Maduro, speaking while touring a pediatric hospital, said Chavez is "consolidating a recovery process, which fills us with joy." A day earlier, Maduro said he had received an update from a ruling party member who visited Chavez in Cuba and that the Venezuelan leader's "condition is becoming increasingly stable."
"Prayers are always in our mind in this battle for life that is consolidating itself day by day," Maduro said.
Chavez underwent surgery Dec. 11, about two months after being elected to another six-year presidential term. It was his fourth cancer-related operation since June 2011.
Bolivian President Evo Morales traveled to Cuba on Sunday morning but there was no word on whether he visited his close ally Chavez.
Cuba's government-run newspaper Juventud Rebelde said Morales visited Havana "to express his support for Venezuelan President Hugo Chavez Frias." The Bolivian leader was greeted by Cuban President Raul Castro and the newspaper published a photograph on its website showing the two leaders smiling.
Despite his optimistic tone, Maduro offered no hint about when Chavez might return to Venezuela. Government leaders have warned Venezuelans that Chavez might not be back in time for his Jan. 10 inauguration, raising the possibility of a legal dispute on who should then take over the presidency.
National Assembly President Diosdado Cabello said Saturday that ruling party lawmakers, who hold a majority in the legislature, won't call a new presidential election if Chavez can't return from Cuba in time for the swearing-in ceremony.
But opposition leaders argue that the constitution does not allow for a president's inauguration to be postponed. They have criticized the lack of information on Chavez's long term prognosis and the confusion surrounding the inauguration as an example of the government's disdain for democratic rule of law.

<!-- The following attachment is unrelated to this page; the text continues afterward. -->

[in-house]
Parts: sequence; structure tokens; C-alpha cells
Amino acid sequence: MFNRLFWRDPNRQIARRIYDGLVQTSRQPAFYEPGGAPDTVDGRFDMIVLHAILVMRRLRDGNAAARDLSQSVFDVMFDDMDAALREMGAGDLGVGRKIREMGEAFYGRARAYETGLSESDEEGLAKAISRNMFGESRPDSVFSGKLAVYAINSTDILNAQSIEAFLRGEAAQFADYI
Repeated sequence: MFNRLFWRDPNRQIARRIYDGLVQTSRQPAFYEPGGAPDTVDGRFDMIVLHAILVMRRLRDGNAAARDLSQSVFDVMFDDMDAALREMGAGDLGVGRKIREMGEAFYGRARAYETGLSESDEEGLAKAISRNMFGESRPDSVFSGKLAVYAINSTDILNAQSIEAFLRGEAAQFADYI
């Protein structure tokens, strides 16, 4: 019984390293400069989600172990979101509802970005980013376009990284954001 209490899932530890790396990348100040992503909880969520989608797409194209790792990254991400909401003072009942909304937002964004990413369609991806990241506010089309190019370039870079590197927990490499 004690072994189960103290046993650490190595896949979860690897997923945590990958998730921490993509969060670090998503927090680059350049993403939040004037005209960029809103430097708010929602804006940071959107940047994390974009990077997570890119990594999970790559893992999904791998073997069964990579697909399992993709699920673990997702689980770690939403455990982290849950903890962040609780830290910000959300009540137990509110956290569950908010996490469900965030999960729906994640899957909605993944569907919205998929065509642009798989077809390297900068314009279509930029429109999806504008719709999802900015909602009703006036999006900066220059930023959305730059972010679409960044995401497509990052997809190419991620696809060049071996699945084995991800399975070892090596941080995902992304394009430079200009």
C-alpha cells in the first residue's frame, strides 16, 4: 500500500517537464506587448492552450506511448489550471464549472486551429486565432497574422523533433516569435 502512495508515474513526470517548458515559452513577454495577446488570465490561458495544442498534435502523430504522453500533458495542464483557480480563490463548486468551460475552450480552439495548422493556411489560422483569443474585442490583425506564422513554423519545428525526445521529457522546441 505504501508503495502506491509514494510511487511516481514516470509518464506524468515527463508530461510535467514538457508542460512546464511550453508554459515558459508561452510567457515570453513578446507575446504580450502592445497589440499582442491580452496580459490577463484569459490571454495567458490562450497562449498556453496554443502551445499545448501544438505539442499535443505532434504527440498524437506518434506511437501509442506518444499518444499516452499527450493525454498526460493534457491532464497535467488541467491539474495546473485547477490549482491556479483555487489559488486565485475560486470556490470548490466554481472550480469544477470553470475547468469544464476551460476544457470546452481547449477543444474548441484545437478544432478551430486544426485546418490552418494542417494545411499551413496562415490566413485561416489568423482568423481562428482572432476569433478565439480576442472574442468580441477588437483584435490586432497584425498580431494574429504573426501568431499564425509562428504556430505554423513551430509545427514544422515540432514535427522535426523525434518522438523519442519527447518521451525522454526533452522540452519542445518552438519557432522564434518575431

Maduro, Chavez's designated successor, has stepped up his public appearances since the president left, in a clear effort to project continuity and unity within the leftist "chavista" movement. On Sunday night, state television showed Maduro holding a Cabinet meeting on government plans for next year.
Government leaders have worked to keep Chavez present in spirit, even playing recordings of the flamboyant leader singing the national anthem at the start of each event. At the same time, there have been suggestions that Venezuelans should contemplate a future without Chavez, who has dominated life in the South American country for 14 years.
On Sunday, Defense Minister Diego Molero said the Venezuelan armed forces would be loyal to Chavez's movement with or without the president, though he was careful to add that he expected Chavez to return to Venezuela.
"In the event of the absence of our commander in chief—a scenario we are certain will not occur—the National Bolivarian Armed Forces knows what to do, is completely prepared, in the sense of continuing, ideologically, the path of the last 14 years," Molero said.
Associated Press writer Anne-Marie Garcia in Havana contributed to this report.